Douglas Laycock is a professor of law and religious studies at the University of Virginia and an authority on religious liberty. He is the author of several books and articles on law and religion and co-edited a collection of essays on same-sex marriage and religious freedom.
Frances Hill is a University of Miami law professor and an expert on the political rights of tax-exempt organizations. She has said tax-exempt organizations can be passionate about politics without losing their tax-exempt status.
David A. Brennen
David A. Brennen is the dean of University of Kentucky College of Law. He co-wrote the book The Tax Law of Charities and Other Exempt Organizations: Cases, Materials, Questions and Activities (West Group Publishing, 2003).
Robert Wineburg is the Jefferson Pilot Excellence Professor of social work at the University of North Carolina-Greensboro who has looked at IRS investigations of churches for political activities related to elections. He is the author of the Faith-Based Inefficiency: The Follies of Bush’s Initiatives, and he has been writing comprehensively about faith-based politics and social services since the Reagan era.
Natalie Davis is a political science professor at Birmingham-Southern College in Alabama. She is an expert on religion and taxes.
Vaughn E. James
Vaughn E. James is a law professor at Texas Tech University. He wrote the article “Reaping Where They Have Not Sowed: Have American Churches Failed to Satisfy the Requirements for the Religious Tax Exemptions?” for the Catholic Law Review (2004).
Neal Devins is a professor of law at the College of William and Mary in Williamsburg, Va. He is an expert on abortion law.
He has studied the case of Bob Jones University’s battle for tax-exempt status.
In the Midwest
Gina Torielli is director of the graduate tax program at the Thomas M. Cooley Law School in Lansing, Mich. She is an expert on tax-exempt organizations.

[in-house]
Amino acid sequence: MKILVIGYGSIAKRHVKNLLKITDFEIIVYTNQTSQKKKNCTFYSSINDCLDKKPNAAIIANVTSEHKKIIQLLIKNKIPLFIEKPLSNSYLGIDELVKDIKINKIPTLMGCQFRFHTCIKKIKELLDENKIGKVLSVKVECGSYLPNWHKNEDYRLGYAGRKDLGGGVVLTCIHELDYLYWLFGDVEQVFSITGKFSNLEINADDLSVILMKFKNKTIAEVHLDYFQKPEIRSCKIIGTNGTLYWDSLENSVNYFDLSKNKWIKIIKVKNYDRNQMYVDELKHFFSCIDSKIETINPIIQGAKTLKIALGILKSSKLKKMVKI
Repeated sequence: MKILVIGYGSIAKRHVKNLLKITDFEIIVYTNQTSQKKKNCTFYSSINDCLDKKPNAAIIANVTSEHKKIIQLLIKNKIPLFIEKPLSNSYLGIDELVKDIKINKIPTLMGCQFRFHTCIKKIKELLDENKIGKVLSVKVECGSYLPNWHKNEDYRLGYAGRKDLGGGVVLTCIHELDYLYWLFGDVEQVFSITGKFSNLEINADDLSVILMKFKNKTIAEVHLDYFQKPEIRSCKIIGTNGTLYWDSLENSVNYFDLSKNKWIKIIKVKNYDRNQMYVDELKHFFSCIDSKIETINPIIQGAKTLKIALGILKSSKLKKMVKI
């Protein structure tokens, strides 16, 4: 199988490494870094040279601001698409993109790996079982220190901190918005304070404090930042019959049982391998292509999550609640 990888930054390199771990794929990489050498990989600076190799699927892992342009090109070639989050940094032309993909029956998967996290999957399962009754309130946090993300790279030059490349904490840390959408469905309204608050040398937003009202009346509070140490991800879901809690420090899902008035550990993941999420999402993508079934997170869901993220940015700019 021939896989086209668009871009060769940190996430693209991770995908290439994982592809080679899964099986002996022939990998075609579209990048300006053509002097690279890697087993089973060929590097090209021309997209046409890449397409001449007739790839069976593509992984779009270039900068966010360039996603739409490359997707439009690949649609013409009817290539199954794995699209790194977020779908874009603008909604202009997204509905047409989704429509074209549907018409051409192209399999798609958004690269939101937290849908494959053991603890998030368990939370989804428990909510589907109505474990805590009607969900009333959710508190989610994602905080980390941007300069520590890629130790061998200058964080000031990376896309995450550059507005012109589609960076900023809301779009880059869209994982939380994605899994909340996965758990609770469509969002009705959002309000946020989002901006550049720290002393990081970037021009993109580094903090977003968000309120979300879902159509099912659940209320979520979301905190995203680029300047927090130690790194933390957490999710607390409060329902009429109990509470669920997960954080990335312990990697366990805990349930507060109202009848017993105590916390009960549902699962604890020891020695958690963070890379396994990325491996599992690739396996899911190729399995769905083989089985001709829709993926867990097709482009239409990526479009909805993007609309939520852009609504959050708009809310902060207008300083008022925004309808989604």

John D. Colombo
John D. Colombo is a professor at the University of Illinois College of Law in Champaign, Ill. He has proposed a theoretical and practical system for determining when nonprofit entities should receive tax exemptions.
Donald Tobin is associate dean for faculty at Ohio State University’s Michael E. Moritz College of Law. He is an expert on religious organizations and the federal tax exemption.
In the West
Ted G. Jelen
Ted G. Jelen is a professor of political science at the University of Nevada, Las Vegas. He has followed religion and politics, including the participation of the Catholic Church and the role abortion politics plays. He co-edited the books Abortion Politics in the United States: Studies in Public Opinion and The One, the Few and the Many: Religion and Politics in Comparative Perspective. He also co-wrote the book Between Two Absolutes: Public Opinion and the Politics of Abortion.
He wrote the entry “Tax Exempt Status of Religious Organizations” for the Encyclopedia of American Religion and Politics (Facts on File, 2003).
Stephen Bainbridge is a professor of law at the University of California at Los Angeles. He has written about the Roman Catholic bishop in Colorado Springs who sent out a church letter saying Catholics should not receive communion if they voted for politicians who supported abortion rights.